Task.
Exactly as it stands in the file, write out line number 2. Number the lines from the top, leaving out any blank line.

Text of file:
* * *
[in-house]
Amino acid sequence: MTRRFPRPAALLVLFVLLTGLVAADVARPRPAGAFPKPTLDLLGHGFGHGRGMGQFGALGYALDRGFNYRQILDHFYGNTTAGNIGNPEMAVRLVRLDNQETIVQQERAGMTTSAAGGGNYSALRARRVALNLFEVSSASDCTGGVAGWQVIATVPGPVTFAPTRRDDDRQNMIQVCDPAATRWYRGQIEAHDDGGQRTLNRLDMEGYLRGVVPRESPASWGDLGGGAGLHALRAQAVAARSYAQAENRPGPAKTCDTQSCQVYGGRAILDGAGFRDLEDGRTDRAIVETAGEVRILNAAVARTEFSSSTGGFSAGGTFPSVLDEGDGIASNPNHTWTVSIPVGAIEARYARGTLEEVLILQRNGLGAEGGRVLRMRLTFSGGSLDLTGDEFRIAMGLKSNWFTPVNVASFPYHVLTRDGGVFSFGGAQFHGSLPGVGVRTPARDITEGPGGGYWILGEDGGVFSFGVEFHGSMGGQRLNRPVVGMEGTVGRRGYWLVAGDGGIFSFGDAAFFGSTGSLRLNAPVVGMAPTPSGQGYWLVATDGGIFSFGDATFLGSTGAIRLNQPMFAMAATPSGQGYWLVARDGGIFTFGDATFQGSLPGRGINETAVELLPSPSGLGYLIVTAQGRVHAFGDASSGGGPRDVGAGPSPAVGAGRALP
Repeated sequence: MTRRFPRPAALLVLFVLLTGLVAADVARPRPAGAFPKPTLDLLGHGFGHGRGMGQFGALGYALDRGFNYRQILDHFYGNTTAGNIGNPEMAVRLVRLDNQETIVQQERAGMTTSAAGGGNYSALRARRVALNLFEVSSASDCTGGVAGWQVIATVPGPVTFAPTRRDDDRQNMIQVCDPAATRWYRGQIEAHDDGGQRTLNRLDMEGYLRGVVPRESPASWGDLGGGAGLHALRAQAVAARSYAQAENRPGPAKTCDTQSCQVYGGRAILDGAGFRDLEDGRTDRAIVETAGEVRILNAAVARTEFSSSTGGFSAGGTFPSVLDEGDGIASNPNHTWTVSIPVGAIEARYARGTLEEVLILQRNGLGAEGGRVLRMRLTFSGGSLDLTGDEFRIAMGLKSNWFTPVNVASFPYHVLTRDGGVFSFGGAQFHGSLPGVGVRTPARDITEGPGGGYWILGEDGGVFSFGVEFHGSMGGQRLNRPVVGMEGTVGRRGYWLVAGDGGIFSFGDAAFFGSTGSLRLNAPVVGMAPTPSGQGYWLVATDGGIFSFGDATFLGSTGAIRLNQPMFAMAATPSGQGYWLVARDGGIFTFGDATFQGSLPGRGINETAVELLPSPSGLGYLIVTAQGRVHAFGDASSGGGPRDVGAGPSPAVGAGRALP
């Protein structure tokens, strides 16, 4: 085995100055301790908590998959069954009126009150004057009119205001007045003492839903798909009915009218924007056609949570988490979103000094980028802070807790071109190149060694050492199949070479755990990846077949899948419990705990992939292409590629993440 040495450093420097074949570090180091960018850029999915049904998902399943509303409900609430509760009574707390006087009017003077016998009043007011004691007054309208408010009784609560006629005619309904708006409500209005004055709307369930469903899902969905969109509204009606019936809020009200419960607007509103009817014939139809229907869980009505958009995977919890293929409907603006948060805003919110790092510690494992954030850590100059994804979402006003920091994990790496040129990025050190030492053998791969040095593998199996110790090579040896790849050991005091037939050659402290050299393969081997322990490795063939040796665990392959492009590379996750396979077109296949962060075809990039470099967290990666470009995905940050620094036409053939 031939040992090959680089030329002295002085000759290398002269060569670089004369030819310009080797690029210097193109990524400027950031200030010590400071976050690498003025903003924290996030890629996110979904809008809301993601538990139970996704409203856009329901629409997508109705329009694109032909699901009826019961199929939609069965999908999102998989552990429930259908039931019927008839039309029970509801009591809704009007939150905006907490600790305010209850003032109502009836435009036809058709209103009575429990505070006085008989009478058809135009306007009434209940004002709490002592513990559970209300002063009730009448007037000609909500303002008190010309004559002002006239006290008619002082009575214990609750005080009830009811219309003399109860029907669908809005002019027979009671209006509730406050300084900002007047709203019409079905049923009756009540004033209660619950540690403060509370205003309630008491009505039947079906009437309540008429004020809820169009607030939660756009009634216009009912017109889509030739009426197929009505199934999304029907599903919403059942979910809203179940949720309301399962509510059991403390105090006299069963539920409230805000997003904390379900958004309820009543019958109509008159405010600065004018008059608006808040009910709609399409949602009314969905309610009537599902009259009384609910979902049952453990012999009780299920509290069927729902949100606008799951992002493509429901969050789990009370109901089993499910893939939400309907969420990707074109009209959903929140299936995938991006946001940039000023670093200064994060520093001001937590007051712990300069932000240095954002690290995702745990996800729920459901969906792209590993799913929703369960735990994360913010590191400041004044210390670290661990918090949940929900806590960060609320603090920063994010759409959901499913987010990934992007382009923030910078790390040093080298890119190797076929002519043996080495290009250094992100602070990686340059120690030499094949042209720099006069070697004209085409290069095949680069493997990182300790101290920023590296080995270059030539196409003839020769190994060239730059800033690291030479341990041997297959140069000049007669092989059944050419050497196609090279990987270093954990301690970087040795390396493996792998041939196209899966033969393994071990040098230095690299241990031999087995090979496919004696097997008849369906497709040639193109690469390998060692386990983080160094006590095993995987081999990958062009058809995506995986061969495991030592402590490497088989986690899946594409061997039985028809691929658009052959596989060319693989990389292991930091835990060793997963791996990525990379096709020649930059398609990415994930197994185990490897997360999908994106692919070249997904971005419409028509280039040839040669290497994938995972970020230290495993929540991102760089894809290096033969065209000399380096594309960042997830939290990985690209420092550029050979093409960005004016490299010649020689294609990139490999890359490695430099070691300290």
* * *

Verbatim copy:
Amino acid sequence: MTRRFPRPAALLVLFVLLTGLVAADVARPRPAGAFPKPTLDLLGHGFGHGRGMGQFGALGYALDRGFNYRQILDHFYGNTTAGNIGNPEMAVRLVRLDNQETIVQQERAGMTTSAAGGGNYSALRARRVALNLFEVSSASDCTGGVAGWQVIATVPGPVTFAPTRRDDDRQNMIQVCDPAATRWYRGQIEAHDDGGQRTLNRLDMEGYLRGVVPRESPASWGDLGGGAGLHALRAQAVAARSYAQAENRPGPAKTCDTQSCQVYGGRAILDGAGFRDLEDGRTDRAIVETAGEVRILNAAVARTEFSSSTGGFSAGGTFPSVLDEGDGIASNPNHTWTVSIPVGAIEARYARGTLEEVLILQRNGLGAEGGRVLRMRLTFSGGSLDLTGDEFRIAMGLKSNWFTPVNVASFPYHVLTRDGGVFSFGGAQFHGSLPGVGVRTPARDITEGPGGGYWILGEDGGVFSFGVEFHGSMGGQRLNRPVVGMEGTVGRRGYWLVAGDGGIFSFGDAAFFGSTGSLRLNAPVVGMAPTPSGQGYWLVATDGGIFSFGDATFLGSTGAIRLNQPMFAMAATPSGQGYWLVARDGGIFTFGDATFQGSLPGRGINETAVELLPSPSGLGYLIVTAQGRVHAFGDASSGGGPRDVGAGPSPAVGAGRALP